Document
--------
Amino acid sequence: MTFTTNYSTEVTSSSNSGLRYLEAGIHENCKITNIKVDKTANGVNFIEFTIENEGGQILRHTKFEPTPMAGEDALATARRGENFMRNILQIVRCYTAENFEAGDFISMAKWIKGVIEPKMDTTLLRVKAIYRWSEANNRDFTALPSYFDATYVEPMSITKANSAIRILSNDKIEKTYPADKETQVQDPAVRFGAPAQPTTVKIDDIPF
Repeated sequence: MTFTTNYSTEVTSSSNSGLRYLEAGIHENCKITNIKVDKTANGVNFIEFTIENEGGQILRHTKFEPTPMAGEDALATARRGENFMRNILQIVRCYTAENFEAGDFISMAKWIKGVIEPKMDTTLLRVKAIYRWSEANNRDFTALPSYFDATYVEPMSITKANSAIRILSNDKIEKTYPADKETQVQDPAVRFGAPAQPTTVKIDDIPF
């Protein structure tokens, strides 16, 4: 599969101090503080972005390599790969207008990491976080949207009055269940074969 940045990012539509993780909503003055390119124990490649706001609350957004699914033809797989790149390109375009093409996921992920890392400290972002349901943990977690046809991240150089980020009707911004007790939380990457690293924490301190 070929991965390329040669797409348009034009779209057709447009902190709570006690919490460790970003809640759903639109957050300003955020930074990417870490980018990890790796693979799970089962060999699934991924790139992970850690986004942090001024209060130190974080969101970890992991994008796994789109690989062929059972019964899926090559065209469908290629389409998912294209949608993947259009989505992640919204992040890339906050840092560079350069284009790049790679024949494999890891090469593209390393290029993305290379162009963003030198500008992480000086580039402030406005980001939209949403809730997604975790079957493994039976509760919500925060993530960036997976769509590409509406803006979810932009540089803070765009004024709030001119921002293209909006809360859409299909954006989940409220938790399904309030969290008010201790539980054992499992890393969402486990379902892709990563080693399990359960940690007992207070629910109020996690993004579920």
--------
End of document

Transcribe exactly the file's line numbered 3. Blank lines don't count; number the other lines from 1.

């Protein structure tokens, strides 16, 4: 599969101090503080972005390599790969207008990491976080949207009055269940074969 940045990012539509993780909503003055390119124990490649706001609350957004699914033809797989790149390109375009093409996921992920890392400290972002349901943990977690046809991240150089980020009707911004007790939380990457690293924490301190 070929991965390329040669797409348009034009779209057709447009902190709570006690919490460790970003809640759903639109957050300003955020930074990417870490980018990890790796693979799970089962060999699934991924790139992970850690986004942090001024209060130190974080969101970890992991994008796994789109690989062929059972019964899926090559065209469908290629389409998912294209949608993947259009989505992640919204992040890339906050840092560079350069284009790049790679024949494999890891090469593209390393290029993305290379162009963003030198500008992480000086580039402030406005980001939209949403809730997604975790079957493994039976509760919500925060993530960036997976769509590409509406803006979810932009540089803070765009004024709030001119921002293209909006809360859409299909954006989940409220938790399904309030969290008010201790539980054992499992890393969402486990379902892709990563080693399990359960940690007992207070629910109020996690993004579920």